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American jailed over 'Bible left in nightclub bathroom' freed from North Korea

However, two Americans remain in hard labour camps in the country.

Image: AP Photo/Wong Maye-E, File

AN AMERICAN HELD hostage for six months in North Korea arrived home today after his surprise release, stressing he had been well treated and voicing support for two other United States citizens still in detention.

Jeffrey Fowle was reunited with his wife and three children in his home state of Ohio, after Pyongyang allowed a Pentagon plane to fly into the North Korean capital on Tuesday to collect him.

Fowle entered the North in April and was detained after allegedly leaving a Bible in the bathroom of a nightclub in the northern port of Chongjin.

North Korea heavily restricts religious activity in the isolated country.

“Jeff would like you to know that he was treated well by the government of the DPRK (North Korea) and he’s currently in good health,” his family said in a statement, read by their spokesman.

They thanked the State Department, the Swedish embassy in Pyongyang that acted as a go-between to secure his release, former US ambassador Tony Hall and everyone who offered “love, support and prayer” during Fowle’s detention.

North Korea said the “criminal” Fowle was freed as a “special measure” on the orders of leader Kim Jong-Un following “repeated requests” from US President Barack Obama.

US North Korea What appears to be a United States Air Force passenger jet, right, is parked on the tarmac of Sunan International Airport in Pyongyang, North Korea, Tuesday. Source: AP/Press Association Images

In a brief report, the official KCNA news agency said Fowle, 56, had been handed over to the US authorities in accordance with relevant legal procedures.

But US Secretary of State John Kerry insisted Washington, which has no diplomatic ties with the North, had made no concessions to Pyongyang to win his release.

“No, there was no quid pro quo,” Kerry said during a visit to Berlin, adding the United States was “very concerned about the remaining American citizens who are in North Korea.”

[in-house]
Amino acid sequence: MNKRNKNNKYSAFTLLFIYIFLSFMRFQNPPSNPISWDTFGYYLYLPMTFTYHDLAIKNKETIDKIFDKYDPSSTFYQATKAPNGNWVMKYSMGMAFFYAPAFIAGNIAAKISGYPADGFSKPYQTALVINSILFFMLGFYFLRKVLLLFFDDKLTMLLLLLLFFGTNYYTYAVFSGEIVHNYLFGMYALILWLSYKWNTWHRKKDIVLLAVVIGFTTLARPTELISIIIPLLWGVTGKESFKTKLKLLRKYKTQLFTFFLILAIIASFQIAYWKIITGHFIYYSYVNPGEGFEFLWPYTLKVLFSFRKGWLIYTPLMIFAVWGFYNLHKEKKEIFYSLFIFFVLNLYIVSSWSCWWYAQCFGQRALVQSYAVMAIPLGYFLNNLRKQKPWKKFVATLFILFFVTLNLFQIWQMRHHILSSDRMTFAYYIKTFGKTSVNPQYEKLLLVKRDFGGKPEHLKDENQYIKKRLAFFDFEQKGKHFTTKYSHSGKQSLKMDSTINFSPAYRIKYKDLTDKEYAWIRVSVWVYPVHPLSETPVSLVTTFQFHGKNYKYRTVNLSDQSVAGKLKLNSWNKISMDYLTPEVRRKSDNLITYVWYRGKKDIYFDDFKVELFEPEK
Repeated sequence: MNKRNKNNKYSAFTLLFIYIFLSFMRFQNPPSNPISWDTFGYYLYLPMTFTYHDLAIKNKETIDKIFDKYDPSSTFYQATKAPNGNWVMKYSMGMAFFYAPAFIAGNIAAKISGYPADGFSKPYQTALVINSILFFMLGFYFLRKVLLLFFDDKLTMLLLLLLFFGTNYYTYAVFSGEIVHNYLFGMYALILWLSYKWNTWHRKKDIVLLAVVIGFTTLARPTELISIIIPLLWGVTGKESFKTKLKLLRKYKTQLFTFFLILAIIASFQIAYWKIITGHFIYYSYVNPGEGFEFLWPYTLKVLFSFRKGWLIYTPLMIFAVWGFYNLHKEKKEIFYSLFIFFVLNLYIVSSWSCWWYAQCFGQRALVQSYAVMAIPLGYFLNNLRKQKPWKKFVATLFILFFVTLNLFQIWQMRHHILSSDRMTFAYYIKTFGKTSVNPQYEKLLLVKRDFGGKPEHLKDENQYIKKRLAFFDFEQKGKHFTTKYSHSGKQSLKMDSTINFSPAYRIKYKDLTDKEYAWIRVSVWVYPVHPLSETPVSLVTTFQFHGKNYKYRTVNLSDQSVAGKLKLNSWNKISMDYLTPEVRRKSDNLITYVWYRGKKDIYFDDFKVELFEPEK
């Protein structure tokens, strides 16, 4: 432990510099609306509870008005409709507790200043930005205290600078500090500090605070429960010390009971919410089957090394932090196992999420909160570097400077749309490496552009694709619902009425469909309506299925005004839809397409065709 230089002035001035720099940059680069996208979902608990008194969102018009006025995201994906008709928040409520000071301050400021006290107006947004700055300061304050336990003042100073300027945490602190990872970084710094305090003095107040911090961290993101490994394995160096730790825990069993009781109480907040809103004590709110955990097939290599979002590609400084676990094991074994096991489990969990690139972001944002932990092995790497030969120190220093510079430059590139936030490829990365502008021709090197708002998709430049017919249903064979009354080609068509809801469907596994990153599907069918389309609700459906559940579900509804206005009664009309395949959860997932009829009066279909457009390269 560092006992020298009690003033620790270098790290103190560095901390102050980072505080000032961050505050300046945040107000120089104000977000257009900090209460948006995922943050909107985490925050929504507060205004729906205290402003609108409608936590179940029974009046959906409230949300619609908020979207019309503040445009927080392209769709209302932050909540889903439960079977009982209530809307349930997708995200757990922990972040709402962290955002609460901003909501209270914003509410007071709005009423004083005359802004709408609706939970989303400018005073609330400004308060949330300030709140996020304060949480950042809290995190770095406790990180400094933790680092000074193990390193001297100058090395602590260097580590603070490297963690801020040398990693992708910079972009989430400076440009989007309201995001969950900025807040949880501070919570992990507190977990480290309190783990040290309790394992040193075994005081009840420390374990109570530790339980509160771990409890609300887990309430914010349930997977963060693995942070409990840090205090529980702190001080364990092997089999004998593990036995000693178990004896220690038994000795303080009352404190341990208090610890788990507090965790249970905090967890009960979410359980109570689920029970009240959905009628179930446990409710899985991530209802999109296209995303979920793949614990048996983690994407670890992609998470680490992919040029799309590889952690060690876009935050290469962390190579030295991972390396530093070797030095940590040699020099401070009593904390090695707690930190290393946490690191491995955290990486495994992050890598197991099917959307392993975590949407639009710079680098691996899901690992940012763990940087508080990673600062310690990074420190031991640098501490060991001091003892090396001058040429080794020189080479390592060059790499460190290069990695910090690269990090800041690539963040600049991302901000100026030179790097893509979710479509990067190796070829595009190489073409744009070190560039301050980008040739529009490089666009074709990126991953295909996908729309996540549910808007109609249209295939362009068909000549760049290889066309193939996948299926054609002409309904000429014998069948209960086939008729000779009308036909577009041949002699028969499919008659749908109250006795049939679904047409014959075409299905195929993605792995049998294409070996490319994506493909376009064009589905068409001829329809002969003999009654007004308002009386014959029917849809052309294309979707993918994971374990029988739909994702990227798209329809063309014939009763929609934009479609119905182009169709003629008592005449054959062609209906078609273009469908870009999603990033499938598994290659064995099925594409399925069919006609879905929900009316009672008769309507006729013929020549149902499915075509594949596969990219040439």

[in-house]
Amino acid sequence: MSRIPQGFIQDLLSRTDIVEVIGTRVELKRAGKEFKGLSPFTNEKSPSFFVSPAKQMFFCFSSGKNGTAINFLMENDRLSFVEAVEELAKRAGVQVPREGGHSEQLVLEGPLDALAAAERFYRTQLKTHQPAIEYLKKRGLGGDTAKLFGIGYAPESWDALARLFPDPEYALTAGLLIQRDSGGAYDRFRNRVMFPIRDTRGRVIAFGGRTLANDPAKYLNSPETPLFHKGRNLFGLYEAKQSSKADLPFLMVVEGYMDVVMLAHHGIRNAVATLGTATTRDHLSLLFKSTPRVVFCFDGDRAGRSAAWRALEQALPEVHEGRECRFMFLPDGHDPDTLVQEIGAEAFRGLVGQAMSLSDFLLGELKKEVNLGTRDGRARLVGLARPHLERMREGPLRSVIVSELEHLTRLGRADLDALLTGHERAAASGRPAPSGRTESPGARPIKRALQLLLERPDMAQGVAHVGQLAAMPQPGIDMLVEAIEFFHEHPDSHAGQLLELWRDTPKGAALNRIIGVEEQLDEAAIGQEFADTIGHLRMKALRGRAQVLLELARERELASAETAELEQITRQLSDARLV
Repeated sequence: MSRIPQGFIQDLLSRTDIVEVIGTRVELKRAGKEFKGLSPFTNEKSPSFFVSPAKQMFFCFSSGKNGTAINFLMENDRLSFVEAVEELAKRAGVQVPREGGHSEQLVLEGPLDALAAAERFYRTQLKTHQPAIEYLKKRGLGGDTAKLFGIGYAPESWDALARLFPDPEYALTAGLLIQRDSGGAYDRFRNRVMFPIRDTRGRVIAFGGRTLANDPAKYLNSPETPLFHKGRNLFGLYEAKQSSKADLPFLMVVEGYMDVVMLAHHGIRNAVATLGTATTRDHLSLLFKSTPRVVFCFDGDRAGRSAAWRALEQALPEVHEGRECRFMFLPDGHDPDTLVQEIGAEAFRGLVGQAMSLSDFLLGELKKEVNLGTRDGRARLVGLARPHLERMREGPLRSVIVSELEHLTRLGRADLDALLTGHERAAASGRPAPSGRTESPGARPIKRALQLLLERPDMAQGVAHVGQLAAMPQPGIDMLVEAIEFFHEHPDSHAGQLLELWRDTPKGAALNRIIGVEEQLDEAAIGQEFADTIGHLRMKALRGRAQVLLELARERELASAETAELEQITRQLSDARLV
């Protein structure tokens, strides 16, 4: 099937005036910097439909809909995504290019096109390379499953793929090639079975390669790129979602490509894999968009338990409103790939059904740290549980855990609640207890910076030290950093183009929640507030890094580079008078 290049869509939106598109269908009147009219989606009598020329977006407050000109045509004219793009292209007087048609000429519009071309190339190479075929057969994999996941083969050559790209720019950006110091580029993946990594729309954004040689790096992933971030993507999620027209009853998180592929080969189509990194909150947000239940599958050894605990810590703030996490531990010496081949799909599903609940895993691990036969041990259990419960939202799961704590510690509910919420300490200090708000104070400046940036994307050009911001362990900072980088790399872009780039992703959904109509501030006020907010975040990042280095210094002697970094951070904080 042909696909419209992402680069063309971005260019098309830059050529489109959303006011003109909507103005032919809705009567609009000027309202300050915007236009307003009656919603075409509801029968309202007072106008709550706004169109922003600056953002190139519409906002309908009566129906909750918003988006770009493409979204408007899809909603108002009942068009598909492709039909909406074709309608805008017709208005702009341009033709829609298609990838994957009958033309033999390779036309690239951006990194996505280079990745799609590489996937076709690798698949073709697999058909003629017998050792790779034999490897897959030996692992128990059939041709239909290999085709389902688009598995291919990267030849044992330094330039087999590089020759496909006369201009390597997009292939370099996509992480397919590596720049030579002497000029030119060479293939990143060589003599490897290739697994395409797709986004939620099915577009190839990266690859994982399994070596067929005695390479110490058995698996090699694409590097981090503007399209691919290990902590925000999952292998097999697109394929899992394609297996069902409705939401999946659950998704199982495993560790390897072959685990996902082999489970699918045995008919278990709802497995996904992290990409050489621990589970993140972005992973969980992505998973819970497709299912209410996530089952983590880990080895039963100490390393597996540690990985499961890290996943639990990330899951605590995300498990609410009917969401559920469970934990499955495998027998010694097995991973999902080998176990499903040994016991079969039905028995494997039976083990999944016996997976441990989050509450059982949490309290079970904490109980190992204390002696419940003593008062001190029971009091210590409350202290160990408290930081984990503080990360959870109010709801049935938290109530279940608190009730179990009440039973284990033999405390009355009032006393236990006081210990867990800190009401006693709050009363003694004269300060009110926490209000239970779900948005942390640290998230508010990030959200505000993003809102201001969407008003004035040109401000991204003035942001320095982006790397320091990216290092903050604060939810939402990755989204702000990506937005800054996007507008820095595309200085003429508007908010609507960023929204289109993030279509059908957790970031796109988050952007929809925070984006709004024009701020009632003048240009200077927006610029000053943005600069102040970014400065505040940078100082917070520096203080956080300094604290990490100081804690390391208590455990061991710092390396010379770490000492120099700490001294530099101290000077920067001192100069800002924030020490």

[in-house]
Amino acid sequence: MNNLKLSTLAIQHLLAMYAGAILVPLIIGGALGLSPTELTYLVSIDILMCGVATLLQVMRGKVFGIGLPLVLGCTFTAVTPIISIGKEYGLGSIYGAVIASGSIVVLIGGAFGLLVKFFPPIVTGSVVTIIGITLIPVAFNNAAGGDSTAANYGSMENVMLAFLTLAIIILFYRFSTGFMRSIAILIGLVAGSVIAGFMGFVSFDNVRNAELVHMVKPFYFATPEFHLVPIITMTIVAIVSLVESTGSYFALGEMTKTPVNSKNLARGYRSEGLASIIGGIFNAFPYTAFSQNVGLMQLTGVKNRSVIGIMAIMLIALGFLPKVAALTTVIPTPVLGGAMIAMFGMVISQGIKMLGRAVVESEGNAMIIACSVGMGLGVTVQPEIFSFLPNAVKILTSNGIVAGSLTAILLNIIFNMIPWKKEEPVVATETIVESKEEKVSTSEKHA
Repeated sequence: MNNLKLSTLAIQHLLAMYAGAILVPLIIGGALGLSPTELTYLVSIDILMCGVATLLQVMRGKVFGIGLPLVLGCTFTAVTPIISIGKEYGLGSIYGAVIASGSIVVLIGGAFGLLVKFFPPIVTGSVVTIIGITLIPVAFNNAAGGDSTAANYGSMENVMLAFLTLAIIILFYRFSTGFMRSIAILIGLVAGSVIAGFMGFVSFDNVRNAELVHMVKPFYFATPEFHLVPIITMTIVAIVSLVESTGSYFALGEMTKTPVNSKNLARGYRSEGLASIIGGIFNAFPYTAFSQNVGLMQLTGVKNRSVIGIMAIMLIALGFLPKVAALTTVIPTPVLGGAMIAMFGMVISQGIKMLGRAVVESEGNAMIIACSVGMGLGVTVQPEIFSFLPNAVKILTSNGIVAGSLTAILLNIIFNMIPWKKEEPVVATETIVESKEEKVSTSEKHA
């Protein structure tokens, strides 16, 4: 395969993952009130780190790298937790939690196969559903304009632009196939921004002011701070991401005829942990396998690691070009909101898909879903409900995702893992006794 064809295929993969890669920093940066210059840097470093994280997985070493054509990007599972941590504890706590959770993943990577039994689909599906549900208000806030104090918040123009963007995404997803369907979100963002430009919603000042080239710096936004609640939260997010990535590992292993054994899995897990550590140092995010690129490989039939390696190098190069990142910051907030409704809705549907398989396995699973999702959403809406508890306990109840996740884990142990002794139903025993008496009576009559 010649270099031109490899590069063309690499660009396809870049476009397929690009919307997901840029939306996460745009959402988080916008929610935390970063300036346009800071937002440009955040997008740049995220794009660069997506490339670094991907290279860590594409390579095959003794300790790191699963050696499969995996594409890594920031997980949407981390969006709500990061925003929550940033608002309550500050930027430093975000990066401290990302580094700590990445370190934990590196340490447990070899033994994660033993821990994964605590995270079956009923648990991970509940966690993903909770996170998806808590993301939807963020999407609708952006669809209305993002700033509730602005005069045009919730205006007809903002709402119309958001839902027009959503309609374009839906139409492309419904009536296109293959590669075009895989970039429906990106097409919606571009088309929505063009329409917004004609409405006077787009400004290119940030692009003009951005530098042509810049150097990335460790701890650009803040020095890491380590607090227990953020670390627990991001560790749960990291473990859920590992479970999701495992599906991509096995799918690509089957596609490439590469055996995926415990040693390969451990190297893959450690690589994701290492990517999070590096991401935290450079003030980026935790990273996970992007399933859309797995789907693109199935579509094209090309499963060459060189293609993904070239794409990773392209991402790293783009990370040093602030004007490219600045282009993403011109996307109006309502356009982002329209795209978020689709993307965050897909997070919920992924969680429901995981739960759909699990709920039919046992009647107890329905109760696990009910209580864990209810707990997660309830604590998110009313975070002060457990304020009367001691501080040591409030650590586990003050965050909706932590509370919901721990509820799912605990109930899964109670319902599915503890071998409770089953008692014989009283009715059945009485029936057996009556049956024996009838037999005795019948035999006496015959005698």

Fowle was smiling broadly as he stepped off his plane carrying his luggage after arriving to Wright-Patterson Air Force Base, US television showed.

But his family said Fowle’s thoughts were still with Americans Matthew Miller and Kenneth Bae, who remain in North Korea having been sentenced to work in hard labour camps.

Tthe family said:

Although we are overjoyed by Jeff’s return home, we are mindful that Kenneth Bae and Matthew Miller continue to be detained.

They added that they “understand the disappointment their families are experiencing today that their loved ones did not return home with Jeff.”

His family said he now needed time to adjust to being home.

North Korea US Detainees Analysis American Jeffrey Fowle is interviewed by journalists at the Koryo National Club in Pyongyang yesterday. Source: AP Photo/Kim Kwang Hyon

Washington has condemned Pyongyang over the detentions, saying the men were being held as political hostages to extract diplomatic concessions.

The 24-year-old Miller was also arrested in April after he allegedly ripped up his visa at immigration and demanded asylum. Miller was sentenced to six years’ hard labour.

Korean-American Bae, 42, was arrested in November 2012 and sentenced to 15 years’ hard labour.

- © AFP, 2014

Read: What is it like to escape life in North Korea? This incredible speech will tell you >

More: North Korea warns of ‘unpredictable retaliatory strikes’ against South >

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